As stated above, it has been determined that the break-out torque required to break-out the connected pipe joints is about evenly divided between the friction of the threads and the friction of the abutting shoulders and this invention reduces the torque requirement for break-out by eliminating or greatly reducing the break-out torque of the abutting shoulders. How this is accomplished will now be described.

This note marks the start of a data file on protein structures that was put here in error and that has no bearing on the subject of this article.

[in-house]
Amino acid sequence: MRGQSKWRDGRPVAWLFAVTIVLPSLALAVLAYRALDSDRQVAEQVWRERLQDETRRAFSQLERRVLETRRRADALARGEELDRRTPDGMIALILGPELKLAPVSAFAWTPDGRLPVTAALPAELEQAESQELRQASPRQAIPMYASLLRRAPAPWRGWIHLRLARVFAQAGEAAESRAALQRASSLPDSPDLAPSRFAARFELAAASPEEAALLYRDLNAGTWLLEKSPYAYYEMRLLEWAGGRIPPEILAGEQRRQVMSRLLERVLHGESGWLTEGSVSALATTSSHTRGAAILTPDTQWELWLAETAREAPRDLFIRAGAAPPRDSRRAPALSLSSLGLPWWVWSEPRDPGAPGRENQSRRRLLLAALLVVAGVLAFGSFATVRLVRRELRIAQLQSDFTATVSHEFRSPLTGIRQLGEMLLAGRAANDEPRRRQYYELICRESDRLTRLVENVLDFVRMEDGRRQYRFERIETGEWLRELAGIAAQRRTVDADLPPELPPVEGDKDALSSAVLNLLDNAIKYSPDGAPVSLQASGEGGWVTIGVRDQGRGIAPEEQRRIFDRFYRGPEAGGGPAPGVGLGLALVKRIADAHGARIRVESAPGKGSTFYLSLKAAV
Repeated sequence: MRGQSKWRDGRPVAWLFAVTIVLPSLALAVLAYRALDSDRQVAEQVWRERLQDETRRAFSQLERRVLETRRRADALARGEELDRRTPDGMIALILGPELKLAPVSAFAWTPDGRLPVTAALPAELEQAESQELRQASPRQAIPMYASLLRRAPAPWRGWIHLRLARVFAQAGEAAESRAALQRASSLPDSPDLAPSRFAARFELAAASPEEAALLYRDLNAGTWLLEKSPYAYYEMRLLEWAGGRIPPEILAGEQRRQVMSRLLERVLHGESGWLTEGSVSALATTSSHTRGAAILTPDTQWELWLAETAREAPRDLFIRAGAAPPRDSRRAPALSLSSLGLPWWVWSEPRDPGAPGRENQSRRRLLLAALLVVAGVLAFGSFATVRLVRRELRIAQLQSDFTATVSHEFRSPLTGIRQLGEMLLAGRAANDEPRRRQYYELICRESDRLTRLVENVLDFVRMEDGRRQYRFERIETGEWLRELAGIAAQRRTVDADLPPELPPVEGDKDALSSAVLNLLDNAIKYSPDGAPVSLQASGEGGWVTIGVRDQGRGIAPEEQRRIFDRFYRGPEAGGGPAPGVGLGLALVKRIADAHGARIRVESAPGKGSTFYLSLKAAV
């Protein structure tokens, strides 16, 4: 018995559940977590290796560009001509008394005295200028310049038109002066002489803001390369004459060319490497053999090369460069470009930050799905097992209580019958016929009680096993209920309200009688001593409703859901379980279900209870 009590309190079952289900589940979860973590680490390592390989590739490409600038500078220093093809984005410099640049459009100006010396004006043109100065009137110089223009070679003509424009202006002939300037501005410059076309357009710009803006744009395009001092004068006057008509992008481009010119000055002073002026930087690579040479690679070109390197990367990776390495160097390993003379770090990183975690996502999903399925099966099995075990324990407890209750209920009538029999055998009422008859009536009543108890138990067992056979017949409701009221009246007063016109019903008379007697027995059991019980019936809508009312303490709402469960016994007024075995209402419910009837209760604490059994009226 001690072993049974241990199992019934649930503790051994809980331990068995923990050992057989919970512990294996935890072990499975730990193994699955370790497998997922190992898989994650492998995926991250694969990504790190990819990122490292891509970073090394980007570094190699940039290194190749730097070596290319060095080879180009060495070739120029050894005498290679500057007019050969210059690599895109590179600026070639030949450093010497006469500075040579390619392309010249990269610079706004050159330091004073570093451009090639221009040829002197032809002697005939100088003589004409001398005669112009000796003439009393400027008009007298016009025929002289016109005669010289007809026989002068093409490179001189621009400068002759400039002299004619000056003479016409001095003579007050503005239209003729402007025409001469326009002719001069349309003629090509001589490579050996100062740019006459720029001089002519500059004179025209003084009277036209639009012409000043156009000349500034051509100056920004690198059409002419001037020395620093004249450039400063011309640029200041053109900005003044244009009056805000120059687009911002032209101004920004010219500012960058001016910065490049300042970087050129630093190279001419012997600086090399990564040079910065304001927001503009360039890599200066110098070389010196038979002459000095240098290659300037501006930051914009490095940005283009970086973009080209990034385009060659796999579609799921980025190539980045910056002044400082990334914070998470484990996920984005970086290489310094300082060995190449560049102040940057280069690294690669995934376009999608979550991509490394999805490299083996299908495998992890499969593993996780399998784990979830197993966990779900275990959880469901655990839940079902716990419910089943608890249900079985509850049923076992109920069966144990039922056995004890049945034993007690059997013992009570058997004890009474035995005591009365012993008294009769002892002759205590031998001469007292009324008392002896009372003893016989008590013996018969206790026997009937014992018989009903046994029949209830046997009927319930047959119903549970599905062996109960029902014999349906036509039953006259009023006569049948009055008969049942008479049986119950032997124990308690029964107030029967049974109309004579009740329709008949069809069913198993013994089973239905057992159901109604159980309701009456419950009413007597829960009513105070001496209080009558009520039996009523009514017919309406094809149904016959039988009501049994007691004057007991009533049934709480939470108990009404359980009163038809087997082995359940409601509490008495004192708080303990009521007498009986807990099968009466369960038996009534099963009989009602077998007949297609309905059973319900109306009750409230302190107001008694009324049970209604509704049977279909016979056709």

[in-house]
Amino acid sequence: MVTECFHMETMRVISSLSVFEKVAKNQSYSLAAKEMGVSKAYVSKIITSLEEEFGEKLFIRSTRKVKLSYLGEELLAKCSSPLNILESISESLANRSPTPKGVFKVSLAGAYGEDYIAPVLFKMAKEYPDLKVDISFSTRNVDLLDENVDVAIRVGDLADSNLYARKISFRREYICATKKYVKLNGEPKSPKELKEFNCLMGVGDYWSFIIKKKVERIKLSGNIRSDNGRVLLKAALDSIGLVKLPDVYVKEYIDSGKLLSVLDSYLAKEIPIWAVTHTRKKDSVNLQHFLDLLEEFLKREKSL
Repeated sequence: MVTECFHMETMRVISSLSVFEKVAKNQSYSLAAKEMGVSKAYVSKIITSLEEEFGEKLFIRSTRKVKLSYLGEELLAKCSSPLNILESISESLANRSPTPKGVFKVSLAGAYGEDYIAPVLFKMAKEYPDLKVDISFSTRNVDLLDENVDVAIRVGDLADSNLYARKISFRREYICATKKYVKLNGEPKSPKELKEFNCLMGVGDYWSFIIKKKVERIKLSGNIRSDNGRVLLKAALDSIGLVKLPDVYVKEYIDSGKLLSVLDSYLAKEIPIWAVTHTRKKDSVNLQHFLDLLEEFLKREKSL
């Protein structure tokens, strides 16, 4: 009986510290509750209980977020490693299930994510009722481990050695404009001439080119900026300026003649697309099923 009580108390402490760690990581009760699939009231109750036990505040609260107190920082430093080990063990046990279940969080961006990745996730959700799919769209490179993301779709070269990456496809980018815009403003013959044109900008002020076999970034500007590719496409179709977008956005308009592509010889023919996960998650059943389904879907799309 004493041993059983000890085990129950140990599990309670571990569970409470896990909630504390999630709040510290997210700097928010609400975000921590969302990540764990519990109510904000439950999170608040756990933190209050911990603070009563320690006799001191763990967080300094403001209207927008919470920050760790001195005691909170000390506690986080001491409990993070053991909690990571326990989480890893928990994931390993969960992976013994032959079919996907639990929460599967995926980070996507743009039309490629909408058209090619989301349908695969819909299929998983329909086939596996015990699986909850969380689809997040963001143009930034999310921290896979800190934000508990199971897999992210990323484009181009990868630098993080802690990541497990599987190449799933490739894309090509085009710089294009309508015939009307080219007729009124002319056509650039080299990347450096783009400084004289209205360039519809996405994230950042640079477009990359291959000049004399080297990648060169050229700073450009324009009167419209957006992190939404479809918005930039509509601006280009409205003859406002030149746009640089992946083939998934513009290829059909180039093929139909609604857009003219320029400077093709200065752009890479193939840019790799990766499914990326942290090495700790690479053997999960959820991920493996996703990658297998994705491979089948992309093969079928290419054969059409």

As shown in FIGS. 1 and 3, within the ring cavity 36, are a pair of rings 60 and 62 which inter-engage and, in their normal or expanded condition, engage the downwardly and upwardly facing shoulders 30 and 34 of the sub and shoulder ring, respectively. These rings 60 and 62 are best shown in FIG. 6 and, as seen in the projected views of FIGS. 7a and 7b, the pair are provided with pairs of complimentary helical surfaces 64 and 66 (shown as simply inclined planes or ramps in FIGS. 7a and 7b). The angle of the inclined planes is approximately 4° from horizontal. Ring 60 is provided with vertical shoulders 70 which engage vertical shoulders 72 of the other ring 62 to prevent relative rotation in one direction. Pairs of cavities 74 and 76 allow relative sliding movement on the helical surfaces of the rings in the opposite direction. These shoulders and cavities are located near the end of each helical surface. Thus, the rings 60, 62 will rotate together in their expanded condition in a first or make up direction, (clockwise as viewed from the top of the sub 12) and will allow sliding movement between the rings in the second or break-out direction (counterclockwise as viewed from the top of the sub) by reason of the cavities 74 and 76. This sliding (down ramp) movement lowers the total torque required to break-out the joint, i.e., the down ramp phenomenon requires less torque for a given weight as a function of the friction involved than the straight sliding friction between the two shoulders 40 and 56. This sliding down ramp movement also narrows the combined width of the two rings so that the shoulder ring 32 may be disconnected from the drill pipe shoulder 56 within a partial turn of the sub 12. This narrowing is represented by the arrow 80. In this instance, the shrinkage of the rings and thus, the movement of the shoulder 40 away from the shoulder 56, is about 0.005 inch.